Tuesday, January 24, 2006

PK statement on broadcast flag

Public Knowledge have issued a statement to be submitted for the record of the Senate Commerce Committee hearing on the broadcast flag. They have been campaigning against it for some time and the 13 page statement outlines why in some detail.


"he market for delivering content digitally over new technologies is working. Consumers can watch and listen to the content they purchase anytime and anywhere they want. Some of that content will be protected, and consumers can decide whether that protection is flexible enough. All of these great developments happened without government intervention.

The public appetite for buying individual TV shows and songs online is growing by leaps and bounds. There are more ways than ever to watch TV and movies and listen to the radio. Sales of HDTV sets are skyrocketing.

Yet even as innovators in the content industry promote these alternative distribution technologies, the very same content industry wants Congress to step in and give it protection from the vague threat of massive copyright infringement the industry says these new technologies could facilitate. Let us be clear. The content industry has not shown that any infringement has resulted from these technologies. And they certainly have not shown that government technology mandates will work to stop actual copyright pirates rather than prevent ordinary consumers from engaging in lawful activities.

The content industry is asking Congress to impose three technology mandates: the broadcast flag, radio content protection and an end to the analog hole. Each mandate 1) injects government into technological design; 2) places limits on lawful consumer activities; and 3) increases consumer costs by making obsolete millions of digital devices. Once consumers start to purchase devices that are compliant with these technology mandates, the costs will be enormous. For example:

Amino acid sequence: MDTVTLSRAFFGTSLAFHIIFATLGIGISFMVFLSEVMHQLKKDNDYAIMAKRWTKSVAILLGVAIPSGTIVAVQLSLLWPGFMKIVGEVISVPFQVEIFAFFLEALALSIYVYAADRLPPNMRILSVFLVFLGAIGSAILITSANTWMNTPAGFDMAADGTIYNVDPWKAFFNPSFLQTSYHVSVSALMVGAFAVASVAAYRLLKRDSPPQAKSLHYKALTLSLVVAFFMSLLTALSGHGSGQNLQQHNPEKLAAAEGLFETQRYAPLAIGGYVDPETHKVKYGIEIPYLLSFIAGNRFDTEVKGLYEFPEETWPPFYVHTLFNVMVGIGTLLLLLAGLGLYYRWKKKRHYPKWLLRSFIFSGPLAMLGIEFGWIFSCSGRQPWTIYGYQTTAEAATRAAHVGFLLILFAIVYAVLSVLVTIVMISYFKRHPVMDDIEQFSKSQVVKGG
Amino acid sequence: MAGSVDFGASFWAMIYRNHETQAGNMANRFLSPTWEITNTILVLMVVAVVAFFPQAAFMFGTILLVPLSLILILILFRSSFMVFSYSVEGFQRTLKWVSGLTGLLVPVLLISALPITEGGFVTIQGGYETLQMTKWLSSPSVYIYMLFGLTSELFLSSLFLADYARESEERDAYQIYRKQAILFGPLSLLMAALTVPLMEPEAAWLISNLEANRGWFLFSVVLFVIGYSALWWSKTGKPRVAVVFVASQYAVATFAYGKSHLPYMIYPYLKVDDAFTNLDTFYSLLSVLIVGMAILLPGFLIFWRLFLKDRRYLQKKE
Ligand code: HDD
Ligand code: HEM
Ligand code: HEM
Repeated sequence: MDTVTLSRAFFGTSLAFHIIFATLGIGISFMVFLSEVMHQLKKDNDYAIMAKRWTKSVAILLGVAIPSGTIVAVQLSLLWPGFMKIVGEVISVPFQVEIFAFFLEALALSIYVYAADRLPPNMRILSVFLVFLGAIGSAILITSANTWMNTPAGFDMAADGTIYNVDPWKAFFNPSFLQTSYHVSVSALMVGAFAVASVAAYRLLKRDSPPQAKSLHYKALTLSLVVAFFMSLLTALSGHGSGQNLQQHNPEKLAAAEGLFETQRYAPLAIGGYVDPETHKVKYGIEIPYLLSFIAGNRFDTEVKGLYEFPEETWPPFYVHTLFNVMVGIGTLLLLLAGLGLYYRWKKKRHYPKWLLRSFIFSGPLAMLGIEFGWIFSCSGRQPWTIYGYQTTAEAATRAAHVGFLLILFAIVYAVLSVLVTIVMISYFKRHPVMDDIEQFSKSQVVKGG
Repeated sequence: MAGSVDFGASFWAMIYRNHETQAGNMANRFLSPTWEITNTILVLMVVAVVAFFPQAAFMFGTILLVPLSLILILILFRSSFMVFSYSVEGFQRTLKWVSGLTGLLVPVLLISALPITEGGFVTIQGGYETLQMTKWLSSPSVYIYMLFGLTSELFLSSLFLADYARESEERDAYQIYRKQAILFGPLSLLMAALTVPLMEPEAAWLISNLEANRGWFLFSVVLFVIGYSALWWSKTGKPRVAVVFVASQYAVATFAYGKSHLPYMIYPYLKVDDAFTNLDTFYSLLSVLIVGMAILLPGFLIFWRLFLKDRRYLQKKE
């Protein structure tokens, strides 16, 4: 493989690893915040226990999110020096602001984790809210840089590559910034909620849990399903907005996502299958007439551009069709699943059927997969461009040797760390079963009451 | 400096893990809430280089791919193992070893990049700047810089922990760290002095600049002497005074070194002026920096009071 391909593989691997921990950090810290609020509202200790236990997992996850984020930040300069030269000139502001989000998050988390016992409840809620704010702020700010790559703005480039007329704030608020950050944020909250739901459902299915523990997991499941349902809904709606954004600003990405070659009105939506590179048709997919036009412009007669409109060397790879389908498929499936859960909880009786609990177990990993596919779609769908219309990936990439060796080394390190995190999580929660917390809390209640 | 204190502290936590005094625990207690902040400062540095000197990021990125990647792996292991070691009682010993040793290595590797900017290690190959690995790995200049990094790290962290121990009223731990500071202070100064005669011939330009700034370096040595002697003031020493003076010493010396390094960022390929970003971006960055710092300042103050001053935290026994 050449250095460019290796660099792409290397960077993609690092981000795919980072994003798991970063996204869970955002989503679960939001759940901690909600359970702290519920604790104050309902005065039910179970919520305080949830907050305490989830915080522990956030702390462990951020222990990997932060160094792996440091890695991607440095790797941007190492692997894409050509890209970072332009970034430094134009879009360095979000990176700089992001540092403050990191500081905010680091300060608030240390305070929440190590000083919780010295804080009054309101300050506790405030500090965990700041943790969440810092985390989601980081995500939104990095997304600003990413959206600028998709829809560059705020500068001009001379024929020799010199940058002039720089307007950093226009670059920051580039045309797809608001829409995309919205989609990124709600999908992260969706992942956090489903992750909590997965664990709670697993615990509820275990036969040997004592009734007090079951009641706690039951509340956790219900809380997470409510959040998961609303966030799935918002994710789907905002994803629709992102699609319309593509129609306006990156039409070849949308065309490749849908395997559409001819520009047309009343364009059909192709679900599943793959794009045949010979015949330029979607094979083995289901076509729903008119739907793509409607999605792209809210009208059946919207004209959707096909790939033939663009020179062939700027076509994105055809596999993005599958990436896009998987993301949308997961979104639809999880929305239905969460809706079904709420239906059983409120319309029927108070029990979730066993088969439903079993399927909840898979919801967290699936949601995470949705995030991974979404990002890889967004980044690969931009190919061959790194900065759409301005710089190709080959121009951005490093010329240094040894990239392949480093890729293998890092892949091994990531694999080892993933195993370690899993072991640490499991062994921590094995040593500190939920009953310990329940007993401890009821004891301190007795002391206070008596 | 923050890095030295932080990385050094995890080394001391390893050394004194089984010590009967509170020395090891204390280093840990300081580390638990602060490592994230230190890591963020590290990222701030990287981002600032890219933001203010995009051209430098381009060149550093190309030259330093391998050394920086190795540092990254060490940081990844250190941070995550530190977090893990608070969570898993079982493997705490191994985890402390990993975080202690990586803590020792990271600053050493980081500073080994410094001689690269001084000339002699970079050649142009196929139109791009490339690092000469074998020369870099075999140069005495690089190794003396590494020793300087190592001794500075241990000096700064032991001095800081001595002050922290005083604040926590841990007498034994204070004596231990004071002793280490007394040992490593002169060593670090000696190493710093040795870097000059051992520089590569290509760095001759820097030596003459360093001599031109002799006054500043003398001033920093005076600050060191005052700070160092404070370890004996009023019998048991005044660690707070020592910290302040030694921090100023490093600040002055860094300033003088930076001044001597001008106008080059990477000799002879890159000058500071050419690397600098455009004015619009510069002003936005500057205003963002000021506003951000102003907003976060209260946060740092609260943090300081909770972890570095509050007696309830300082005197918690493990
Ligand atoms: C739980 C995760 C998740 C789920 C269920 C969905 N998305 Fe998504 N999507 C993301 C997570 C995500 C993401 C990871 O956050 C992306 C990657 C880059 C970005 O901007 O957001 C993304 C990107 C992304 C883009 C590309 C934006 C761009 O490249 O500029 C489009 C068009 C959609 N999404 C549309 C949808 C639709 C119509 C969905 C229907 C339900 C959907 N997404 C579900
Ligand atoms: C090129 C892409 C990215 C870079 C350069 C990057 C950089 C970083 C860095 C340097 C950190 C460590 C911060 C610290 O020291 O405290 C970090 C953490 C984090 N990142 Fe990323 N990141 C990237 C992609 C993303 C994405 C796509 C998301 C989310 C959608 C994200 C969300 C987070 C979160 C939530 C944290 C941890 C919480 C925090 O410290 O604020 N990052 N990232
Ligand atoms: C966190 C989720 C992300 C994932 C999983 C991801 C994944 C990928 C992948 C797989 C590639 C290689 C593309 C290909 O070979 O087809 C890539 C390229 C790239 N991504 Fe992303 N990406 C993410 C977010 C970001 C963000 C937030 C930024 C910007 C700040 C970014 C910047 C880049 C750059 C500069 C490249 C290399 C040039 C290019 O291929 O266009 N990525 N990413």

A consumer would not be able to record over-the-air local news on her broadcast-flag compliant digital video recorder in her living room and play it back on a non-compliant player in her bedroom (broadcast flag).

A member of Congress could not email a clip of his appearance on the national news to his home office (broadcast flag).

A consumer would not be able to record analog home movies using a digital camcorder and transfer them to a computer in order to make a DVD (analog hole).

A student would be prohibited from recording excerpts from a DVD for a college Powerpoint presentation (analog hole).

A consumer would be unable to record individual songs off digital broadcast and satellite radio (radio content protection).

Current versions of TiVos (and other digital video recorders), iPods (and other MP3 players), cellphones and play station portables would not work with analog hole closing compliant devices, rendering them virtually obsolete (analog hole).

A university could not use digital TV video clips for distance learning classes (broadcast flag).

I urge the Committee to think very long and hard about trying to fix what is not broken. Ask yourselves, in light of recent marketplace developments, is it good policy to turn the Federal Communications Commission into the Federal Computer Commission or the Federal Copyright Commission? Is it good policy to impose limits on a new technology like HD Radio (that unlike digital television, consumers need not adopt) that may well kill it? Is it good policy to impose a technological mandate (like the broadcast flag and closing the analog hole) that would result in consumers having to replace most of the new devices that they just purchased?

There are better alternatives for protecting digital content than heavy-handed technology mandates. Those alternatives are a multi-pronged approach of consumer education, enforcement of copyright laws, new business models for content distribution and the use of technological tools developed in the marketplace, not mandated by government. The recent Grokster decision and the passage of the Family Entertainment and Copyright Act are just two of several new tools that the content industry has at its disposal to protect its content."

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